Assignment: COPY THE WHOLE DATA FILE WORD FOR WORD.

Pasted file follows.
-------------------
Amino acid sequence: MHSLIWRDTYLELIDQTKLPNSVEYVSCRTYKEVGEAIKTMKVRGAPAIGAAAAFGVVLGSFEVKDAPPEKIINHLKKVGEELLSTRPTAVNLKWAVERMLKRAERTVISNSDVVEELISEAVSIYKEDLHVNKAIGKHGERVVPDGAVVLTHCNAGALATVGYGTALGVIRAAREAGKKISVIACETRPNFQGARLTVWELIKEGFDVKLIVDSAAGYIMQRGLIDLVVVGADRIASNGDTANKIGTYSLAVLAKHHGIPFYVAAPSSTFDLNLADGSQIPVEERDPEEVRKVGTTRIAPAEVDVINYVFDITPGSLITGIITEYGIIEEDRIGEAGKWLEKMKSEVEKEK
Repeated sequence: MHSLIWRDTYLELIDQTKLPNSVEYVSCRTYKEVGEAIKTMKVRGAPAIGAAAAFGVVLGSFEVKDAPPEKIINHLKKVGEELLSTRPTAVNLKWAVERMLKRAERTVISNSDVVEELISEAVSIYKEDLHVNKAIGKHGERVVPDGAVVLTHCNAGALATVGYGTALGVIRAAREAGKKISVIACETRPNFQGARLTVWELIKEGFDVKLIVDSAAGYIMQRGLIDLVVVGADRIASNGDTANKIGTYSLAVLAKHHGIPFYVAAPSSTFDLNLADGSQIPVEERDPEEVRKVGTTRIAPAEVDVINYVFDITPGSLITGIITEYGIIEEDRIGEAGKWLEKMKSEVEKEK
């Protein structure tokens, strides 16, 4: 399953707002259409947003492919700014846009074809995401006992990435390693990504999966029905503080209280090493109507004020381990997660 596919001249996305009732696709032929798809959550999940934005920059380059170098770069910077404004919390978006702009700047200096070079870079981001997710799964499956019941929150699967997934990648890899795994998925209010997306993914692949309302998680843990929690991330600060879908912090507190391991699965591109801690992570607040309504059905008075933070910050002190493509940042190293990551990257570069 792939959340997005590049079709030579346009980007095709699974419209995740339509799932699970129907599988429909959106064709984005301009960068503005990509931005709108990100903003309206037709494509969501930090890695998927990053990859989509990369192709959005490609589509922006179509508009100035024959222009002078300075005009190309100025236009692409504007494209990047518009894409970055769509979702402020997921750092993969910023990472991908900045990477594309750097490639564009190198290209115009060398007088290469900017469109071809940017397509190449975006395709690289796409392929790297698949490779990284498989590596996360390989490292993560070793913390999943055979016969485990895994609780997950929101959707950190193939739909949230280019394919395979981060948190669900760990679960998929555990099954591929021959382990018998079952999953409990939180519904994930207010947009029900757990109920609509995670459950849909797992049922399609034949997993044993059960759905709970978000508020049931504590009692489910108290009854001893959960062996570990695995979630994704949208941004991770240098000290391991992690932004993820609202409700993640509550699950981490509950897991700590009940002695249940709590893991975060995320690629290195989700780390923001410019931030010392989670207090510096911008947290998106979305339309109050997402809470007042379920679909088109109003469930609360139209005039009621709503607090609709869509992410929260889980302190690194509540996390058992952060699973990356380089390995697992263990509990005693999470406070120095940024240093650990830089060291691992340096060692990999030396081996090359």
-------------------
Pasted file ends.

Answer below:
Amino acid sequence: MHSLIWRDTYLELIDQTKLPNSVEYVSCRTYKEVGEAIKTMKVRGAPAIGAAAAFGVVLGSFEVKDAPPEKIINHLKKVGEELLSTRPTAVNLKWAVERMLKRAERTVISNSDVVEELISEAVSIYKEDLHVNKAIGKHGERVVPDGAVVLTHCNAGALATVGYGTALGVIRAAREAGKKISVIACETRPNFQGARLTVWELIKEGFDVKLIVDSAAGYIMQRGLIDLVVVGADRIASNGDTANKIGTYSLAVLAKHHGIPFYVAAPSSTFDLNLADGSQIPVEERDPEEVRKVGTTRIAPAEVDVINYVFDITPGSLITGIITEYGIIEEDRIGEAGKWLEKMKSEVEKEK
Repeated sequence: MHSLIWRDTYLELIDQTKLPNSVEYVSCRTYKEVGEAIKTMKVRGAPAIGAAAAFGVVLGSFEVKDAPPEKIINHLKKVGEELLSTRPTAVNLKWAVERMLKRAERTVISNSDVVEELISEAVSIYKEDLHVNKAIGKHGERVVPDGAVVLTHCNAGALATVGYGTALGVIRAAREAGKKISVIACETRPNFQGARLTVWELIKEGFDVKLIVDSAAGYIMQRGLIDLVVVGADRIASNGDTANKIGTYSLAVLAKHHGIPFYVAAPSSTFDLNLADGSQIPVEERDPEEVRKVGTTRIAPAEVDVINYVFDITPGSLITGIITEYGIIEEDRIGEAGKWLEKMKSEVEKEK
């Protein structure tokens, strides 16, 4: 399953707002259409947003492919700014846009074809995401006992990435390693990504999966029905503080209280090493109507004020381990997660 596919001249996305009732696709032929798809959550999940934005920059380059170098770069910077404004919390978006702009700047200096070079870079981001997710799964499956019941929150699967997934990648890899795994998925209010997306993914692949309302998680843990929690991330600060879908912090507190391991699965591109801690992570607040309504059905008075933070910050002190493509940042190293990551990257570069 792939959340997005590049079709030579346009980007095709699974419209995740339509799932699970129907599988429909959106064709984005301009960068503005990509931005709108990100903003309206037709494509969501930090890695998927990053990859989509990369192709959005490609589509922006179509508009100035024959222009002078300075005009190309100025236009692409504007494209990047518009894409970055769509979702402020997921750092993969910023990472991908900045990477594309750097490639564009190198290209115009060398007088290469900017469109071809940017397509190449975006395709690289796409392929790297698949490779990284498989590596996360390989490292993560070793913390999943055979016969485990895994609780997950929101959707950190193939739909949230280019394919395979981060948190669900760990679960998929555990099954591929021959382990018998079952999953409990939180519904994930207010947009029900757990109920609509995670459950849909797992049922399609034949997993044993059960759905709970978000508020049931504590009692489910108290009854001893959960062996570990695995979630994704949208941004991770240098000290391991992690932004993820609202409700993640509550699950981490509950897991700590009940002695249940709590893991975060995320690629290195989700780390923001410019931030010392989670207090510096911008947290998106979305339309109050997402809470007042379920679909088109109003469930609360139209005039009621709503607090609709869509992410929260889980302190690194509540996390058992952060699973990356380089390995697992263990509990005693999470406070120095940024240093650990830089060291691992340096060692990999030396081996090359």